What Kind of Plants Are They - Really?

What’s the best way to brand the facilities that handle our communities’ wastewater and keep our lakes and rivers safe, clean and healthy?

Years ago we called them sewage treatment plants. Today more often we call them wastewater treatment plants, water pollution control facilities or water reclamation plants. Now there are those (and I include myself) who would like to see at least some of these names revisited.

Some (and I am in this camp) say they should be called “clean-water plants.” The Water Environment Federation (WEF), in its official communications, calls them “water resource recovery facilities.” Both approaches have merit. I wonder what you think.

Why Change?

Before we look at the arguments, we must answer: Why change at all? Wastewater treatment is a proud profession — why run away from the name

Well, because to the public the word “wastewater” (or “sewage”) has unpleasant connotations. In a small way it diminishes the profession because it focuses on the ugly raw material that comes in rather than the wonderful product that comes out.

Think for a minute. What if places out in the country that produce wholesome milk were called “manure processing facilities”? After all, manure is what sets everything in motion — nourishes the crops that feed the cows that make the milk. In reality, we call these places “dairy farms,” and when we hear the words we think milk, butter, cheese, ice cream — the end products.

So, isn’t it more fitting — and more accurate — to call treatment plants something that evokes positive images? Of fishing, swimming, canoeing, pleasant beaches, sunsets on water? Of the end product?

Whither The Brand

So if you buy that reasoning (and I know some would rather not), what should we call these facilities? Clean-water plants? Water resource recovery facilities? Or something else altogether?

“Clean-water plant” is simple and straight to the point. Clean water is something the public understands and treasures. It immediately evokes positive images — of the facility, its purpose and the people who work there.

There are two issues, though, with this name. First, as some operators have pointed out to me, “clean water” may create confusion with “drinking water.” It’s a point well taken, although I believe it’s a solvable problem. In the proper context, talking about the downstream side of the urban water cycle, there should be little or no confusion.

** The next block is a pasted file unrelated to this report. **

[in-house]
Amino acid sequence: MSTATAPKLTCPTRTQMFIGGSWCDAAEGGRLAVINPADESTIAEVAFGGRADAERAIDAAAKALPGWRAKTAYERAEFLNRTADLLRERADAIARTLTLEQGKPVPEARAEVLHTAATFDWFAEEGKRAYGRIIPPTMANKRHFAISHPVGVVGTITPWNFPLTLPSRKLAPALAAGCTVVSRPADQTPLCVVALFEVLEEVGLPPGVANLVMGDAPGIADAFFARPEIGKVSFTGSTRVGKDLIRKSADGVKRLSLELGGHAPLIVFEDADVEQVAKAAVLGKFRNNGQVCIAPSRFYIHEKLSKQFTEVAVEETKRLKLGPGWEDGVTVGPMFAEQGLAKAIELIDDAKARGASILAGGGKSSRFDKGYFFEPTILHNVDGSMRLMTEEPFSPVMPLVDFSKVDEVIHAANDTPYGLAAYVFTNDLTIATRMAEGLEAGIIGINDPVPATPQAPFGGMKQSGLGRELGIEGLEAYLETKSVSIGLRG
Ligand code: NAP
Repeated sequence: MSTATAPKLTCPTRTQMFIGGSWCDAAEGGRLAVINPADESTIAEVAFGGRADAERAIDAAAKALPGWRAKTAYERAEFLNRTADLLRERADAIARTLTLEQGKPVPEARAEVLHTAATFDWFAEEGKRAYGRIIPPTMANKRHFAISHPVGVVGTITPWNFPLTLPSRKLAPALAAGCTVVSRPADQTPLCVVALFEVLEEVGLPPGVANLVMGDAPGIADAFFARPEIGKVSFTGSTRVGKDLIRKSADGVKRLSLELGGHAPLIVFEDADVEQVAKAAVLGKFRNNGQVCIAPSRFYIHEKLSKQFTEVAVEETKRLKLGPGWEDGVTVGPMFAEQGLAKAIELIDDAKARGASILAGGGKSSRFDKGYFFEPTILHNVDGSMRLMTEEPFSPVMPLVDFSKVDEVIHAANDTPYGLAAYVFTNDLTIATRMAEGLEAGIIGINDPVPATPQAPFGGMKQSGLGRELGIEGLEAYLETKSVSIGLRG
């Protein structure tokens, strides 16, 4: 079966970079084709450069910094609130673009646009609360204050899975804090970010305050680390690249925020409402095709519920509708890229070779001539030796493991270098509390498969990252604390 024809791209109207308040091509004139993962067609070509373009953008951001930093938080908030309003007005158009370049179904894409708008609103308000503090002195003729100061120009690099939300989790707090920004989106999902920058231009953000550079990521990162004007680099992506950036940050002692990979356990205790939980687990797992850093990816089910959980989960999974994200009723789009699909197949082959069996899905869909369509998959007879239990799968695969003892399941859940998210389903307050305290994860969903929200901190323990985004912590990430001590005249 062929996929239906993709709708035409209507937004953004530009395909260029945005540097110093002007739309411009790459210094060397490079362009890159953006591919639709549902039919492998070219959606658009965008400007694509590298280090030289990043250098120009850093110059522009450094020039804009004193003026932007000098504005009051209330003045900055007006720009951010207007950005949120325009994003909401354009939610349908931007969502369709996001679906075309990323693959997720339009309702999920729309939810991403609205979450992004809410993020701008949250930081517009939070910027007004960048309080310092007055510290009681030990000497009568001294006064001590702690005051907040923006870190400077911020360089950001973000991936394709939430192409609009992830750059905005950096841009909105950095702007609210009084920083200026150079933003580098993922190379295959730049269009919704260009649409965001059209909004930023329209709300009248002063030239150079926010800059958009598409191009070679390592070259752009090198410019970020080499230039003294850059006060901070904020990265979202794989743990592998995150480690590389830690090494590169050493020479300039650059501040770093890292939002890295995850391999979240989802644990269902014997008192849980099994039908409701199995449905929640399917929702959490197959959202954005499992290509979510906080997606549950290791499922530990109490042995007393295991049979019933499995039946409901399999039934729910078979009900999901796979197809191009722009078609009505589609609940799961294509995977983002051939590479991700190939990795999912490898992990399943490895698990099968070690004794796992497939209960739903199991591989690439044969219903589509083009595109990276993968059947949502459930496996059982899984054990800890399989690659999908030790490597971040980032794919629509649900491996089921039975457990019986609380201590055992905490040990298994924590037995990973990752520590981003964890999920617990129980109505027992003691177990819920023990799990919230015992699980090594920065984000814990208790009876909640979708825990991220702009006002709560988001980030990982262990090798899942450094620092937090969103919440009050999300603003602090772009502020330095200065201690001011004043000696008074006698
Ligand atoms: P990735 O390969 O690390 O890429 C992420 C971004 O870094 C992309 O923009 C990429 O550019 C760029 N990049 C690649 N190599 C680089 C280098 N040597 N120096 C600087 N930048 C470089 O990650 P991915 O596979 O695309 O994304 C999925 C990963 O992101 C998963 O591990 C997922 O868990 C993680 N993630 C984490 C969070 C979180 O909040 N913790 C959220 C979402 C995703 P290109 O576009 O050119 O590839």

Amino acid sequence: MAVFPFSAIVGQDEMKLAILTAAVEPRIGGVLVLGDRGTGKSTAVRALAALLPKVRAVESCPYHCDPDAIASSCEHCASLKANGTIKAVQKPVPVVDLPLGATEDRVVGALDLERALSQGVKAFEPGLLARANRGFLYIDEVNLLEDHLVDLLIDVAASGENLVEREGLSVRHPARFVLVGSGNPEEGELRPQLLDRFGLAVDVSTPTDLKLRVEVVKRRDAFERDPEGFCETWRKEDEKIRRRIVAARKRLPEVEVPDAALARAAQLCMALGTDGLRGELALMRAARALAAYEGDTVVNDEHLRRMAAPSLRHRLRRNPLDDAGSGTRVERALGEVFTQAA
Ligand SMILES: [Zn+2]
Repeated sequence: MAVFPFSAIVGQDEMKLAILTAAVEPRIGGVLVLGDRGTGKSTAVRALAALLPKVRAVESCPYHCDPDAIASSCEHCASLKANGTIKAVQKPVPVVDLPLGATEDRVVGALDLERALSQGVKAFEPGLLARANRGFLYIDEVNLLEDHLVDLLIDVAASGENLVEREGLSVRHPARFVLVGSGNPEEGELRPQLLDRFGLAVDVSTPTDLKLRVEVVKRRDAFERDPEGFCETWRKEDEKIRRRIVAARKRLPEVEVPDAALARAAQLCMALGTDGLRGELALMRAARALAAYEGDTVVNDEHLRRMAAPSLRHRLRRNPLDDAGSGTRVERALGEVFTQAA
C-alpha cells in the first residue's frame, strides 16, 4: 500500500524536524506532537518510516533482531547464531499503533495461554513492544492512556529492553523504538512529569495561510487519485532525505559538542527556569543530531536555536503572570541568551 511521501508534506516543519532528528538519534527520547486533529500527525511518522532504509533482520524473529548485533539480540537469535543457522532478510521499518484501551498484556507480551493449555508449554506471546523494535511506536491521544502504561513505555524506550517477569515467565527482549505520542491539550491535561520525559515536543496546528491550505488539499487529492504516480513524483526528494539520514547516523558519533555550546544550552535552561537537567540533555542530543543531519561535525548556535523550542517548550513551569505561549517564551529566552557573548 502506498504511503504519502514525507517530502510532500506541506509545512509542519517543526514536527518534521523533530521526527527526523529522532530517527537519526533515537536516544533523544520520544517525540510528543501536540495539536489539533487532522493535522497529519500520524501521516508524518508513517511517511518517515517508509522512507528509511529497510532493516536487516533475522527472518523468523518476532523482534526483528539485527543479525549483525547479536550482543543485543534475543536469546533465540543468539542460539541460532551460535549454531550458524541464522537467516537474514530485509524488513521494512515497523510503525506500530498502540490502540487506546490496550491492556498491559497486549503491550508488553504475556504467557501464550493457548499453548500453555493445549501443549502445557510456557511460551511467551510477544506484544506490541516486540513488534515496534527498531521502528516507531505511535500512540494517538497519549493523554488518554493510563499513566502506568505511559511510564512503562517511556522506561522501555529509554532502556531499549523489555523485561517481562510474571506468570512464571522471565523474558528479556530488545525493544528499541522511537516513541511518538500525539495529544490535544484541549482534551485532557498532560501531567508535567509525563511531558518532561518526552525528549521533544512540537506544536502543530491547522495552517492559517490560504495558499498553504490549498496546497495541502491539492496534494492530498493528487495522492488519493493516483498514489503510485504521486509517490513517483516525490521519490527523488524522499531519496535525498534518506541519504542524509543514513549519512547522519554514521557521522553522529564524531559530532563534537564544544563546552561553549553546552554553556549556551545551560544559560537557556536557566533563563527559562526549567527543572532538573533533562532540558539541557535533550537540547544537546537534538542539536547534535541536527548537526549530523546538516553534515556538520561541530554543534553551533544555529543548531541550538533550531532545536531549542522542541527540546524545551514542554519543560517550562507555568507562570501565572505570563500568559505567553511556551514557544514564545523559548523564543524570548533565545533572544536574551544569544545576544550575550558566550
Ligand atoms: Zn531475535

Second — and this is trickier — “clean water” does not recognize fully what these facilities do. And that’s the reasoning behind the WEF’s preferred term. The plants clean up water, yes, but they also extract energy from it (as digester methane) and separate out nutrients (as biosolids in various forms) for beneficial uses.

So, the term “water resource recovery facility” is more inclusive and technically more precise than “clean-water plant.” It also speaks more broadly to the knowledge, skills and sophistication operators bring to work every day.

What’s the downside to “water resource recovery facility”? It’s a mouthful, and it has a bureaucratic tone. Perhaps more important, what does it mean at first blush to people on the street? My bet is it would take some explaining — quite a bit, actually — before the average person would grasp it.

Now, Your Turn

So, which way to go? I prefer “clean-water plant.” Everyone can immediately understand it. Operators can easily take pride in it. The business is really about clean water (that’s why we had the Clean Water Act). While the energy and nutrients are great, they are byproducts.

But, my opinion isn’t the one that counts. Yours is. So, tell us what you prefer. Either of these names? Something different? Or stay with the status quo? Tell why you feel as you do. Send me a note to editor@tpomag.com. I promise to respond, and we will publish as many comments as possible in an upcoming issue.

I look forward to a lively discussion.   


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